Pulse oximetry is a simple, inexpensive, and non-invasive diagnostic technique that measures blood oxygen levels (or oxygen saturation). Oxygen saturation should always be above 95% but maybe lower for respiratory or congenital heart disease. It is possible to measure the percentage of oxygen saturation in the blood with a pulse oximeter, a device with a sensor similar to a clip attached to a delicate part of the body, such as a rag or a nose.
Part 1 – Prepare to use the pulse oximeter.
Your doctor may also recommend that you take this measurement if you use a breathing system to assist your breathing, if you have sleep apnea, or if you have or have had a serious illness, such as heart attack or congestive heart failure, chronic obstructive pulmonary disease (COPD ), Anemia, lung cancer, asthma or pneumonia
6. Make sure the oximeter is charged. Connect it to a grounded outlet if your device is not portable. If this is the case, make sure it has enough charge to turn it on before starting it.
Part 2 – Use a pulse oximeter
7. Read the measurement. The oxygen saturation and the heart rate are displayed in a few seconds on the illuminated display. A score of 95% – 100% is generally considered normal. However, if the oxygen level drops below 85%, you should consult a doctor.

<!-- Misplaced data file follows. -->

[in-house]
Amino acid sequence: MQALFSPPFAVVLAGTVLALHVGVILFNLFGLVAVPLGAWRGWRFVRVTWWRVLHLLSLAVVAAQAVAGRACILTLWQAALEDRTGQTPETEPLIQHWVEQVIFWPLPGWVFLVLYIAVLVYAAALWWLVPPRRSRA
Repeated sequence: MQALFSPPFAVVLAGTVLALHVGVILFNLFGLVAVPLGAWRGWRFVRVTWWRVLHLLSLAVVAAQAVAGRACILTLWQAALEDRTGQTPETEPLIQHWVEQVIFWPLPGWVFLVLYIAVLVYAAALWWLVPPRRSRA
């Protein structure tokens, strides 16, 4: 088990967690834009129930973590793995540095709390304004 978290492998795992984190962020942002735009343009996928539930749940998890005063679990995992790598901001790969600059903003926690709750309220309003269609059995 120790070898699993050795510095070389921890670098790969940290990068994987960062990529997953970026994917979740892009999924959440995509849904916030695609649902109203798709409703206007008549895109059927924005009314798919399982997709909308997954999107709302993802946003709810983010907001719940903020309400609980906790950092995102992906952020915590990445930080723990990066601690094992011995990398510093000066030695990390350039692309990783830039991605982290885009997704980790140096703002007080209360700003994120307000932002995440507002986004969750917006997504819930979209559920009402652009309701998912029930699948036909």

- Make sure that no interferences occur (environmental influences or directly at the measuring point).
- Warm-up and rub the skin.
- Use a topical vasodilator to open the blood vessels (for example, a nitroglycerin-based cream).
- Try to attach the probe to another part of the body.
- Try another probe and pulse oximeter.
- If you still are not sure if the device is working correctly, consult your doctor.
- Do not worry if your oxygen level is not 100%. There are very few people who have this oxygen content.
- Do not attach the pulse oximeter to an arm on which you have attached the automatic sphygmomanometer, as the flow of blood to the finger will be interrupted each time the cuff swells.
- If you are a smoker, it does not make sense to use the pulse oximeter because the device can not distinguish between normal oxygen saturation in hemoglobin and carboxyhemoglobin saturation that occurs when smoking is inhaled.